Many searches for -69877 solutions yielded people who recorded numerous reformats, reinstalls, etc. I held off taking the complicated solutions seriously, though; I particularly ignored the worst-case solution: junk the disk. I figured if I kept looking, some stray sentence somewhere would ring my bell.
And it did. In one of many forum discussions about -69877 on the Apple site, I found this gem:
Sometimes when Disk Utility gets stuck like this for me, I choose a PC format to initialize the HDD then reformat with the Mac settings. So after you give it a name, click the first pull-down menu and select MS-DOS (FAT), then click the second pull-down menu and select Master Boot Record. Go ahead with the reformat. When it completes, just re-format again with the Mac settings.
I reformatted the drive as MS-DOS (FAT) and Disk Utility erased the entire drive. Success!
I was then able to follow the CCC directions to select APFS and create the CCC partition and an extra partition I want to use for storing large files.
A good question to ask to start off the New Year.
I center my email and calendar activities around Gmail and Google Calendar. They feed the Mail and Calendar programs and apps I use on my iMac, iPhone, and iPad.
I’ve encountered the following issue a few times: a new calendar I’ve added or imported into Google Calendar does not appear on my iOS/iPadOS calendars.
Most recently, it was importing the ICS link from my workplace’s Outlook Web app into GCal. I could see my workplace schedule on my Google Calendar but not on my other devices.
Troubleshooting this was maddening. I’ve selected the right calendars in Google, the calendar connections to my iMac and iDevices look fine – why am I not seeing what I KNOW should be there?
I found the answer in this 2015 blog post from Online Tech Tips. The writer correctly pinpoints the problem to third-party calendars that show up under Other calendars.
And he identifies the solution – a specific link that “for some ridiculous reason…does not appear anywhere on any page while in Google Calendar…However, this page is key to getting those other calendars to show up in the Apple calendar app.”:
And indeed – my workplace calendar was unselected in the list. Ticking the box, clicking Save, and checking my iPhone later showed that the new calendar was now there.
File this under “yet another 20-second solution that took two hours to find.”
WEIRD - An acronym used in academic literature to identify possibly biased results:
Western, educated, industrialized, rich, democratic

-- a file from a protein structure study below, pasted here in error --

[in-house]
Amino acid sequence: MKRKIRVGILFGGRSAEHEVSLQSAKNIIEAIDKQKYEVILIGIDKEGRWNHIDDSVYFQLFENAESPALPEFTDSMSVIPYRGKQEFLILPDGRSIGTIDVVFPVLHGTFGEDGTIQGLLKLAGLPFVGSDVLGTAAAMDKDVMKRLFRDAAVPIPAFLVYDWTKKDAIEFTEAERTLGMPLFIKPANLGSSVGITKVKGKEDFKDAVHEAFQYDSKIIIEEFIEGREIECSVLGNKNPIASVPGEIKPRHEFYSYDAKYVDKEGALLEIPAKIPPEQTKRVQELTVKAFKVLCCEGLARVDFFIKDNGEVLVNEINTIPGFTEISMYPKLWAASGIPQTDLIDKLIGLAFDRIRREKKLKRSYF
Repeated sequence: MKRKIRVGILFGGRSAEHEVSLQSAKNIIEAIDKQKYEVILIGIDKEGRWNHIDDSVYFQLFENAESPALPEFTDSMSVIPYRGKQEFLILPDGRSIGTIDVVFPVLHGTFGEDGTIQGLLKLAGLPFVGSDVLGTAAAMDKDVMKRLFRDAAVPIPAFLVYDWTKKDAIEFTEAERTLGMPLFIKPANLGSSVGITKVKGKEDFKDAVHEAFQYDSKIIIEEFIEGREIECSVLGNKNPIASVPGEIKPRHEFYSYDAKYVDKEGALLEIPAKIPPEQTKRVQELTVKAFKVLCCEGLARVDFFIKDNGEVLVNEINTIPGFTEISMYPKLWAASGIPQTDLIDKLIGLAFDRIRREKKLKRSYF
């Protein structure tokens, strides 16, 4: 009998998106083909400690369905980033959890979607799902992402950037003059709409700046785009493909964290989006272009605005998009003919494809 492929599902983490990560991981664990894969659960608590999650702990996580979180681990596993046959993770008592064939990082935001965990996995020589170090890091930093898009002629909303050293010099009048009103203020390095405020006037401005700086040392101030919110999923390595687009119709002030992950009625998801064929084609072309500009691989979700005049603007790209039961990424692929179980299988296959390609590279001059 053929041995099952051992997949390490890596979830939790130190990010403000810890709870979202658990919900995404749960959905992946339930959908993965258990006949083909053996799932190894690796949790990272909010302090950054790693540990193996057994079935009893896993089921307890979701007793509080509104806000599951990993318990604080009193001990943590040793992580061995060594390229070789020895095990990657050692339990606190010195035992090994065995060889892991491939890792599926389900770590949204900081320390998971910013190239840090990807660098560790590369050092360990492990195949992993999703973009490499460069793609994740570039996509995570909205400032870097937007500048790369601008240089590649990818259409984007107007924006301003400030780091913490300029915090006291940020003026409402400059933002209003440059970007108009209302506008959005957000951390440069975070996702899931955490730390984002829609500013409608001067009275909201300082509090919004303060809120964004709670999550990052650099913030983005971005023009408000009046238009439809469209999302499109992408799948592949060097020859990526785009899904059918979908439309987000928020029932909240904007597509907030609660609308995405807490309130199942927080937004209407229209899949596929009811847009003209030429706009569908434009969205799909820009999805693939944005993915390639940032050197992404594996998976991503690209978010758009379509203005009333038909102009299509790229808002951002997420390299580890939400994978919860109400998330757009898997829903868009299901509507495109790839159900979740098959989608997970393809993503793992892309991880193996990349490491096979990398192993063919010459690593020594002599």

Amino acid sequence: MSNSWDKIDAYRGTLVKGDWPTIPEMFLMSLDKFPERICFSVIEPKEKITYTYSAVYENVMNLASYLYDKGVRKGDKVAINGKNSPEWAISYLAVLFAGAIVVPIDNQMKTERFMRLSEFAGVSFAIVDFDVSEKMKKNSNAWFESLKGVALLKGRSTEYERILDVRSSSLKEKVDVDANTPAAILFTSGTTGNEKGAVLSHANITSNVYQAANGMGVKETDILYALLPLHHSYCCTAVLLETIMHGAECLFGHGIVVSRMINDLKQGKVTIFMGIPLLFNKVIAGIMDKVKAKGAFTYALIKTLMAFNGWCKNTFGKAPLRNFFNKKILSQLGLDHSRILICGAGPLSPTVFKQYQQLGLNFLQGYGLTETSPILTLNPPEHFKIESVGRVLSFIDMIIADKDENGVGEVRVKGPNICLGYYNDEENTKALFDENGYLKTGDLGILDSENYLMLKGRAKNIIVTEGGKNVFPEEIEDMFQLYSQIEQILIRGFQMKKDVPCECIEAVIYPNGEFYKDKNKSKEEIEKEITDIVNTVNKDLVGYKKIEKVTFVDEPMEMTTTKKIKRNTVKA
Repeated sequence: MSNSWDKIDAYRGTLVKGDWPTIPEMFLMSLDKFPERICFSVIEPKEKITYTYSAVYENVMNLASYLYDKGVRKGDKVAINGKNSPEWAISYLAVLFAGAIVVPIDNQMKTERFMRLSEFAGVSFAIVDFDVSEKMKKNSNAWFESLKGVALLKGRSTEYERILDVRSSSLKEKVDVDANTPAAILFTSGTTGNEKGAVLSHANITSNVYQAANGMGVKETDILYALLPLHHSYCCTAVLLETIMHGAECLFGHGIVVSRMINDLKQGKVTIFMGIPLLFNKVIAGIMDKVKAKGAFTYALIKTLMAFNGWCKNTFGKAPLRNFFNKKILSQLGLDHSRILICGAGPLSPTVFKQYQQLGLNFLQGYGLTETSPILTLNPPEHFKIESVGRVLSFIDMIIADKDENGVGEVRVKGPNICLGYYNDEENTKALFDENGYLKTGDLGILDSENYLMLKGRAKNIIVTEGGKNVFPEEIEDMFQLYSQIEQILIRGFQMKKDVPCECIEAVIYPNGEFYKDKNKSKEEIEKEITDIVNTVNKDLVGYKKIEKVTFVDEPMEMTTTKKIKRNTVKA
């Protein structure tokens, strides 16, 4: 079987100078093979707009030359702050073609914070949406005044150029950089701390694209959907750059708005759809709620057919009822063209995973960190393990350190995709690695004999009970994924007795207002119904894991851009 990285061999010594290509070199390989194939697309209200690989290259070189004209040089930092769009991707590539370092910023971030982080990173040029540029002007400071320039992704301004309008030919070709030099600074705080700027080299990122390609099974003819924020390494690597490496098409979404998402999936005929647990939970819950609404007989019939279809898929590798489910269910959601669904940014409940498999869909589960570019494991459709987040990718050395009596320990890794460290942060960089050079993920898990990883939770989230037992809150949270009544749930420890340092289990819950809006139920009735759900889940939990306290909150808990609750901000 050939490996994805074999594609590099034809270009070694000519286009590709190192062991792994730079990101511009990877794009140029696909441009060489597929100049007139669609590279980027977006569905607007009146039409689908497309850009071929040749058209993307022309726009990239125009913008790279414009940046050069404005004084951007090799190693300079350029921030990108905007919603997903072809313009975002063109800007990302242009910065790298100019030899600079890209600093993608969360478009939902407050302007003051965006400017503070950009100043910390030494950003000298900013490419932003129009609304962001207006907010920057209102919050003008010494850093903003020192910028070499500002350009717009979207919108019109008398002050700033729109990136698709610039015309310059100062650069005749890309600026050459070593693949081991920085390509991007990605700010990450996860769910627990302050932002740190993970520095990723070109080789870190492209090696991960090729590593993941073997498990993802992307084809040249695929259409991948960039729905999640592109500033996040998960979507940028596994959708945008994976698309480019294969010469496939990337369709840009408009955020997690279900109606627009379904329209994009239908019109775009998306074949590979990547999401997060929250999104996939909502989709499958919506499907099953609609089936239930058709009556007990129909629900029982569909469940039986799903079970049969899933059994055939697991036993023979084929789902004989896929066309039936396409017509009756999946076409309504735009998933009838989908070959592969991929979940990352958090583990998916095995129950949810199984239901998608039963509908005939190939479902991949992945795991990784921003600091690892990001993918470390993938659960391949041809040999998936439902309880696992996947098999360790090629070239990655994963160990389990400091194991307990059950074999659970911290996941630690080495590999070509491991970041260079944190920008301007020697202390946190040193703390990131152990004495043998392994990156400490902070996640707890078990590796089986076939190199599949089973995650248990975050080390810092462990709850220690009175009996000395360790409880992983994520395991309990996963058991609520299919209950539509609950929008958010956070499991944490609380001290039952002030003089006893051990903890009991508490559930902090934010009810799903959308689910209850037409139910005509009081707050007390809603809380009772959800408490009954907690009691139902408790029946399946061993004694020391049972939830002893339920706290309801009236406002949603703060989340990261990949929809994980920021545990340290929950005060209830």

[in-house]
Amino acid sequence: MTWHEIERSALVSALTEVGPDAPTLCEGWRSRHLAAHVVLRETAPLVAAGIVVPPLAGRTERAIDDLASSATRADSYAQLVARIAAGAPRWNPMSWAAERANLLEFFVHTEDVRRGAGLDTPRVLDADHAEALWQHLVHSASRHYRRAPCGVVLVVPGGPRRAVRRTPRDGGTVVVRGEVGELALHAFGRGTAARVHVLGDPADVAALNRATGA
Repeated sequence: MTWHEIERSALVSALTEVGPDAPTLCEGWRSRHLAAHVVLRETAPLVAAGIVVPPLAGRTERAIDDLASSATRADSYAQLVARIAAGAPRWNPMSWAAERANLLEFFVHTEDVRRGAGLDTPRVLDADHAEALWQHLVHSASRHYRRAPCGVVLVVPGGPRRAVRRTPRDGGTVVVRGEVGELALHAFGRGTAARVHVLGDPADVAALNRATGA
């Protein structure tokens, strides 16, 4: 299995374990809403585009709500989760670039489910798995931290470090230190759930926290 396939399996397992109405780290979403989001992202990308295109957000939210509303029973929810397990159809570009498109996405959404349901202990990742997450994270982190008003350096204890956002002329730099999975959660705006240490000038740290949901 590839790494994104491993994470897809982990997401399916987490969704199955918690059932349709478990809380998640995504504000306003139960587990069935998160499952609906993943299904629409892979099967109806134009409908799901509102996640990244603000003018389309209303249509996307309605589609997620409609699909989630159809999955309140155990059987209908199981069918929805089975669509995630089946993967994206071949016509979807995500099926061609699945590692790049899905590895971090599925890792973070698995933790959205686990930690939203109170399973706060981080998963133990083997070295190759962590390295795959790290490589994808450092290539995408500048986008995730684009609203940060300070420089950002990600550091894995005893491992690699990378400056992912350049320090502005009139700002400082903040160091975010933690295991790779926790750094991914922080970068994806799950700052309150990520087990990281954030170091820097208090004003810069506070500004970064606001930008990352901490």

What acronym could accommodate those + “young” and “male”? Thinking here of diet and exercise studies, or studies of online behavior, where the results are hard to generalize due to the limited demographics of the study population.
A boggling collection of different startup ‘dashboards’ for Evernote users on Evernote’s community forum. Some interesting ideas here, some familiar ideas dressed differently.
Looks like the contributors are mostly men, which makes sense considering we love tinkering with our environments under the illusion that we can control what happens to us.
John Simon was a critic I read voraciously for many years, mainly in my 20s when I reviewed movies and theater as a reporter for a small-town newspaper. Simon’s breadth of material was astonishing; his movie and theater criticism were expert, though as my friend Scott observed, he seemed to have no feel for American artforms like the cartoon or slapstick.
I found Simon’s opera and poetry criticism more interesting because those topics were more unfamiliar to me; I could feel his love for those artforms shine through. I think he loved them more than theater.
Simon was a relic of a different, lost world of print and publishing, the way George Jean Nathan represented the sort of Broadway reviewer represented by George Sanders in All About Eve. I subscribed to New York magazine solely for his theater reviews and Peter Davis’s music reviews. And yes, I subscribed because Simon’s takedowns and insults were so entertaining. But when Simon loved a work – and his collected reviews tended to finish with an unalloyed positive appraisal of a book, movie, or play – his writing would soar and it made me want to see or read the work that elicited such praise.
I needed a keyboard shortcut in Evernote to duplicate a note. I was about to load Keyboard Maestro to do that when I remembered the Keyboard System Preference panel. Presto! So easy to forget the built-in tools sometimes.
Gordon Kelly is a frequent critic of Apple so I have always taken his iOS update reports with a grain or three of salt. But with the recent 13.x releases, I now wish I’d listened to him and held fast to iOS 12.
My SE, which usually held a good battery charge all day, drains down to 5% within an hour simply sitting on my desk.
My SE is 2+ years old so, on the off-chance, I’m having a new battery installed this week. If I still see a drain, I’ll know it’s iOS.
I have turned off automatic updates and am holding fast, for better and worse, at 13.2.1.
Update, 2019-11-13: Took my iPhone to an Apple certified service shop. The repair guy hooked my phone up to his diagnostic computer and it said the battery had gone through 600 recharge cycles; Apple says the battery has a lifetime of 500 cycles. So yeah, the battery was shot. The Battery Health setting is an OK criteria (mine was at 88%) but not the decisive one; it’s the number of cycles that is decisive. But the user cannot see the number of recharge cycles a battery has gone through, only a technician. Charging the phone up now; hoping for good times ahead.
Dr. Drang tells us about a triffic iPhone setting to Silence Unknown Callers. New in iOS 13. Hurriedly enabled as soon as I read that post.
Bull Moon Rising festival in Durham tonight.
Best fun Halloween movie for all ages has to be Abbott & Costello Meet Frankenstein: a great send-up of the grand old Universal monsters, whose great days had sadly passed by this time.